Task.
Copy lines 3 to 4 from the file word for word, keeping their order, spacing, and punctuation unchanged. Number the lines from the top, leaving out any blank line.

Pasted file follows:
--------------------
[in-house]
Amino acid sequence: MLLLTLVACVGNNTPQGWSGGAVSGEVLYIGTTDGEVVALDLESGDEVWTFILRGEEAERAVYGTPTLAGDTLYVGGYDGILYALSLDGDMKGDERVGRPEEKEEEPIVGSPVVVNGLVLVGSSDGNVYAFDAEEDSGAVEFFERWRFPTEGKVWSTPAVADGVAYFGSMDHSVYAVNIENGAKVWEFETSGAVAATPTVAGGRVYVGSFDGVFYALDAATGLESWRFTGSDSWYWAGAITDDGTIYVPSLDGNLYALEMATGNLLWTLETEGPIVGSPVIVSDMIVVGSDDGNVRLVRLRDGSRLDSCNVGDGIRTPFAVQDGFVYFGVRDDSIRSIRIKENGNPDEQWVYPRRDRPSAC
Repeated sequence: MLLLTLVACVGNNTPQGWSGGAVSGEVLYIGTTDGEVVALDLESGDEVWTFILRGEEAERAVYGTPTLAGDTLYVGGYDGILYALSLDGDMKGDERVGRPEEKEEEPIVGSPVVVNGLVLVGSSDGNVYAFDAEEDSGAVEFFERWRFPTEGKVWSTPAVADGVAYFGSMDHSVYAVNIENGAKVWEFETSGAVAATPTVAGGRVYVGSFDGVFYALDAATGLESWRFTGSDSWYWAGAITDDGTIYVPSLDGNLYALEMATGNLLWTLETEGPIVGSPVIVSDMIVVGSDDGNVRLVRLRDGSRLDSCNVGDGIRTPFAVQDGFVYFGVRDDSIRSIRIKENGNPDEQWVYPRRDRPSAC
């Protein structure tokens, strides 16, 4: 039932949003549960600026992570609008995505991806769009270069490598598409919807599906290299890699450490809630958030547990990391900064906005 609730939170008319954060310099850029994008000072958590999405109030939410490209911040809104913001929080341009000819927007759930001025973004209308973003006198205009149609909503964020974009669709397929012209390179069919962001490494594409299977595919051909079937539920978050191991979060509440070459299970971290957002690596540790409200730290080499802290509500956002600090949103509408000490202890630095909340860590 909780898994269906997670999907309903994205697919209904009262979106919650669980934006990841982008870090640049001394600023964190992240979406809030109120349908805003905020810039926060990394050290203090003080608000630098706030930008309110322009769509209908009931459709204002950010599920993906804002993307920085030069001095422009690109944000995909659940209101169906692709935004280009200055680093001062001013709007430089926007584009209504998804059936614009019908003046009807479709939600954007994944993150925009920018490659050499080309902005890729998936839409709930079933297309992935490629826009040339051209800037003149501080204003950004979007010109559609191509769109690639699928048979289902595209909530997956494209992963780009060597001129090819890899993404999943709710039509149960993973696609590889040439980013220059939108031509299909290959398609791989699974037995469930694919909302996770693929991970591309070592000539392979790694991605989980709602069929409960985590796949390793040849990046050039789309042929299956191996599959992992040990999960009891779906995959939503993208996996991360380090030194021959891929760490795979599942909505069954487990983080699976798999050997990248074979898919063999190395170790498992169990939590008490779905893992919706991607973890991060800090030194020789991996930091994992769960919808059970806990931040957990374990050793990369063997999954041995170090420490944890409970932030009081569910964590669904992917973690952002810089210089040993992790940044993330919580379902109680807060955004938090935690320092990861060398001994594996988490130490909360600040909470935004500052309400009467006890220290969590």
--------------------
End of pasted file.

Repeated sequence: MLLLTLVACVGNNTPQGWSGGAVSGEVLYIGTTDGEVVALDLESGDEVWTFILRGEEAERAVYGTPTLAGDTLYVGGYDGILYALSLDGDMKGDERVGRPEEKEEEPIVGSPVVVNGLVLVGSSDGNVYAFDAEEDSGAVEFFERWRFPTEGKVWSTPAVADGVAYFGSMDHSVYAVNIENGAKVWEFETSGAVAATPTVAGGRVYVGSFDGVFYALDAATGLESWRFTGSDSWYWAGAITDDGTIYVPSLDGNLYALEMATGNLLWTLETEGPIVGSPVIVSDMIVVGSDDGNVRLVRLRDGSRLDSCNVGDGIRTPFAVQDGFVYFGVRDDSIRSIRIKENGNPDEQWVYPRRDRPSAC
């Protein structure tokens, strides 16, 4: 039932949003549960600026992570609008995505991806769009270069490598598409919807599906290299890699450490809630958030547990990391900064906005 609730939170008319954060310099850029994008000072958590999405109030939410490209911040809104913001929080341009000819927007759930001025973004209308973003006198205009149609909503964020974009669709397929012209390179069919962001490494594409299977595919051909079937539920978050191991979060509440070459299970971290957002690596540790409200730290080499802290509500956002600090949103509408000490202890630095909340860590 909780898994269906997670999907309903994205697919209904009262979106919650669980934006990841982008870090640049001394600023964190992240979406809030109120349908805003905020810039926060990394050290203090003080608000630098706030930008309110322009769509209908009931459709204002950010599920993906804002993307920085030069001095422009690109944000995909659940209101169906692709935004280009200055680093001062001013709007430089926007584009209504998804059936614009019908003046009807479709939600954007994944993150925009920018490659050499080309902005890729998936839409709930079933297309992935490629826009040339051209800037003149501080204003950004979007010109559609191509769109690639699928048979289902595209909530997956494209992963780009060597001129090819890899993404999943709710039509149960993973696609590889040439980013220059939108031509299909290959398609791989699974037995469930694919909302996770693929991970591309070592000539392979790694991605989980709602069929409960985590796949390793040849990046050039789309042929299956191996599959992992040990999960009891779906995959939503993208996996991360380090030194021959891929760490795979599942909505069954487990983080699976798999050997990248074979898919063999190395170790498992169990939590008490779905893992919706991607973890991060800090030194020789991996930091994992769960919808059970806990931040957990374990050793990369063997999954041995170090420490944890409970932030009081569910964590669904992917973690952002810089210089040993992790940044993330919580379902109680807060955004938090935690320092990861060398001994594996988490130490909360600040909470935004500052309400009467006890220290969590």